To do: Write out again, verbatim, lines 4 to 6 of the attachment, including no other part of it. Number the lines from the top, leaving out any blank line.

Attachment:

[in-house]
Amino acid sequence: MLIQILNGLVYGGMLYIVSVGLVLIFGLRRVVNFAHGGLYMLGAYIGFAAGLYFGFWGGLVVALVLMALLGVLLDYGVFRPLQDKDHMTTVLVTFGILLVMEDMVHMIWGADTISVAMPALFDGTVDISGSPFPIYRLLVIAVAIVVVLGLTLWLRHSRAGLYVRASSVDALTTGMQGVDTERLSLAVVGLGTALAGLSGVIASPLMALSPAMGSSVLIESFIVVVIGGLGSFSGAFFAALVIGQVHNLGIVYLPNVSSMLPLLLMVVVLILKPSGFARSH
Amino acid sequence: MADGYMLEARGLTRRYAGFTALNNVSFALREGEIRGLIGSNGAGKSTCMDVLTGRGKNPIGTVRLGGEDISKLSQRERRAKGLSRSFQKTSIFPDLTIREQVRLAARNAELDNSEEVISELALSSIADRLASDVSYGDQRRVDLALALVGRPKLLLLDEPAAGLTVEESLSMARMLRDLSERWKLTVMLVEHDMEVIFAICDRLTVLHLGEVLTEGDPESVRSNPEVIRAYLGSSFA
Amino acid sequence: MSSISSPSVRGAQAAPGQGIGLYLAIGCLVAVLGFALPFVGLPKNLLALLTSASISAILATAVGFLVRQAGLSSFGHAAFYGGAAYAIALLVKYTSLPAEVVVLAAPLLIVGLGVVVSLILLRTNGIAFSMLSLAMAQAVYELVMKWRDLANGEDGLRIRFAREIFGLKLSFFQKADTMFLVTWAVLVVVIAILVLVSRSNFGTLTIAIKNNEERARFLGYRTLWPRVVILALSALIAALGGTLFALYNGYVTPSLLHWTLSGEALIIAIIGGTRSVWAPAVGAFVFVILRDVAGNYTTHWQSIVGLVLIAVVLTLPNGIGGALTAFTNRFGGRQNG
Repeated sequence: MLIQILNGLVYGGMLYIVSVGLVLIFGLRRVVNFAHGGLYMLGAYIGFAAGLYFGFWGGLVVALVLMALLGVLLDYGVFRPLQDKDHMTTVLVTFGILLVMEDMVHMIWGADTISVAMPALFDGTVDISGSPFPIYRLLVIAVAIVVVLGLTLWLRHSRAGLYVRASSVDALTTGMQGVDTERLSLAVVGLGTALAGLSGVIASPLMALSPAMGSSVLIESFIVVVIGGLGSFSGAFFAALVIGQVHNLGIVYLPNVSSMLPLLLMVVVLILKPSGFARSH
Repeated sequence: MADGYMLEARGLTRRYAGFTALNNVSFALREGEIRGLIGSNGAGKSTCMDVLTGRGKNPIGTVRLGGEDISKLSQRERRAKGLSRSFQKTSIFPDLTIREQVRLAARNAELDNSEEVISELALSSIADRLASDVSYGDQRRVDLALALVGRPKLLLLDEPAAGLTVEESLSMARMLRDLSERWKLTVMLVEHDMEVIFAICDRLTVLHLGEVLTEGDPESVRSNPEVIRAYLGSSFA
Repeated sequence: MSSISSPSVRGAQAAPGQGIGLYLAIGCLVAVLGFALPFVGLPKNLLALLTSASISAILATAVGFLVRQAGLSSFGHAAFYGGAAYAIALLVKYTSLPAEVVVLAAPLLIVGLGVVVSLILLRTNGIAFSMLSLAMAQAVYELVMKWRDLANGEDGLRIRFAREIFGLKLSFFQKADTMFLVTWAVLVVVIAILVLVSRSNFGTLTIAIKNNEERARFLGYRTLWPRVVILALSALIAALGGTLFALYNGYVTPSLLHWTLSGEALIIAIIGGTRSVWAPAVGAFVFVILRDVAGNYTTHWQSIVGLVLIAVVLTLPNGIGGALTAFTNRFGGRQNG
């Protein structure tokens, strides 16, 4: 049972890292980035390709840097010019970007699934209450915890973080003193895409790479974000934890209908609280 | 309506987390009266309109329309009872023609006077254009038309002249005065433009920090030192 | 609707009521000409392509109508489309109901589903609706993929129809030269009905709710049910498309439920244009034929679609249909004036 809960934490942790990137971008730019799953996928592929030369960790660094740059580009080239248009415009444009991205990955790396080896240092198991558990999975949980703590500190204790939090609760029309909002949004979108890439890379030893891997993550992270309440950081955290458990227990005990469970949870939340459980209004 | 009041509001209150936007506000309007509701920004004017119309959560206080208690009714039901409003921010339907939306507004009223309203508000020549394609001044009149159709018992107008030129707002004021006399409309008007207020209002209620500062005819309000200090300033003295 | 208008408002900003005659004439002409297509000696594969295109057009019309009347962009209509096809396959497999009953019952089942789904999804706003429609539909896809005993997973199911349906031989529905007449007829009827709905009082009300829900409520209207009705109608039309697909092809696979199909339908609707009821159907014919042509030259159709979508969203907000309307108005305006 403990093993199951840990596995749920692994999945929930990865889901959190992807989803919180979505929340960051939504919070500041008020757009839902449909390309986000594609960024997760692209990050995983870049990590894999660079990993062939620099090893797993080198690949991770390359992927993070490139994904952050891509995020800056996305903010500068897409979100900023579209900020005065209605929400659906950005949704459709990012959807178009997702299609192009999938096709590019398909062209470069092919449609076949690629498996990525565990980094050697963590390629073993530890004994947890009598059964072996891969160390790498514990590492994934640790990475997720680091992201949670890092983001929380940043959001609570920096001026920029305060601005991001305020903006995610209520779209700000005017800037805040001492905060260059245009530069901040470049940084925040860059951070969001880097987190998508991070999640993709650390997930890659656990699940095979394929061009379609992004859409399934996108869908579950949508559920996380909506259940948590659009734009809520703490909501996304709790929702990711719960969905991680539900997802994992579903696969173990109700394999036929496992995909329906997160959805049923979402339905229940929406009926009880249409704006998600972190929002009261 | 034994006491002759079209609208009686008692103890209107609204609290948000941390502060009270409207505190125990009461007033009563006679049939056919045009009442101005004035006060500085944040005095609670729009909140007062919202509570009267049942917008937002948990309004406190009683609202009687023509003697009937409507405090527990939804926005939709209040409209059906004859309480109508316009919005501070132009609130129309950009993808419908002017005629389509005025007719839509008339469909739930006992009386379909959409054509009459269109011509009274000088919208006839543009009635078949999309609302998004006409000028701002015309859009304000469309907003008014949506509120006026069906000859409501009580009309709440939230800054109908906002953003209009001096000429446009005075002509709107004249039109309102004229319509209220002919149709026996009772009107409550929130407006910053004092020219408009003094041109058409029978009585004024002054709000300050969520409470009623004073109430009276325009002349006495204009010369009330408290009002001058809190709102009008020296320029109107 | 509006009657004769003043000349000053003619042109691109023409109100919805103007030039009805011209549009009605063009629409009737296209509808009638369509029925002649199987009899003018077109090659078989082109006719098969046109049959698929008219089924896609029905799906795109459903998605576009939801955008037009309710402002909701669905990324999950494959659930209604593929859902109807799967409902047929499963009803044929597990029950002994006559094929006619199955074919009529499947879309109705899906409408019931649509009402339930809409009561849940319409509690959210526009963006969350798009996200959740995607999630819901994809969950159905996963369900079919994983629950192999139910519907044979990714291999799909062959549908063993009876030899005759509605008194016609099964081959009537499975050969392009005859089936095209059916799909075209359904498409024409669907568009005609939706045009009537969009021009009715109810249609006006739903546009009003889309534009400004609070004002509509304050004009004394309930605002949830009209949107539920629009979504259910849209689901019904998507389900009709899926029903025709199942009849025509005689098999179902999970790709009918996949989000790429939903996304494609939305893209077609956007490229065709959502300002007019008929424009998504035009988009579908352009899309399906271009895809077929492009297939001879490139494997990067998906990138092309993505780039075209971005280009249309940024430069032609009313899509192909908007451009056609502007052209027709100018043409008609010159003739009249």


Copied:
Amino acid sequence: MSSISSPSVRGAQAAPGQGIGLYLAIGCLVAVLGFALPFVGLPKNLLALLTSASISAILATAVGFLVRQAGLSSFGHAAFYGGAAYAIALLVKYTSLPAEVVVLAAPLLIVGLGVVVSLILLRTNGIAFSMLSLAMAQAVYELVMKWRDLANGEDGLRIRFAREIFGLKLSFFQKADTMFLVTWAVLVVVIAILVLVSRSNFGTLTIAIKNNEERARFLGYRTLWPRVVILALSALIAALGGTLFALYNGYVTPSLLHWTLSGEALIIAIIGGTRSVWAPAVGAFVFVILRDVAGNYTTHWQSIVGLVLIAVVLTLPNGIGGALTAFTNRFGGRQNG
Repeated sequence: MLIQILNGLVYGGMLYIVSVGLVLIFGLRRVVNFAHGGLYMLGAYIGFAAGLYFGFWGGLVVALVLMALLGVLLDYGVFRPLQDKDHMTTVLVTFGILLVMEDMVHMIWGADTISVAMPALFDGTVDISGSPFPIYRLLVIAVAIVVVLGLTLWLRHSRAGLYVRASSVDALTTGMQGVDTERLSLAVVGLGTALAGLSGVIASPLMALSPAMGSSVLIESFIVVVIGGLGSFSGAFFAALVIGQVHNLGIVYLPNVSSMLPLLLMVVVLILKPSGFARSH
Repeated sequence: MADGYMLEARGLTRRYAGFTALNNVSFALREGEIRGLIGSNGAGKSTCMDVLTGRGKNPIGTVRLGGEDISKLSQRERRAKGLSRSFQKTSIFPDLTIREQVRLAARNAELDNSEEVISELALSSIADRLASDVSYGDQRRVDLALALVGRPKLLLLDEPAAGLTVEESLSMARMLRDLSERWKLTVMLVEHDMEVIFAICDRLTVLHLGEVLTEGDPESVRSNPEVIRAYLGSSFA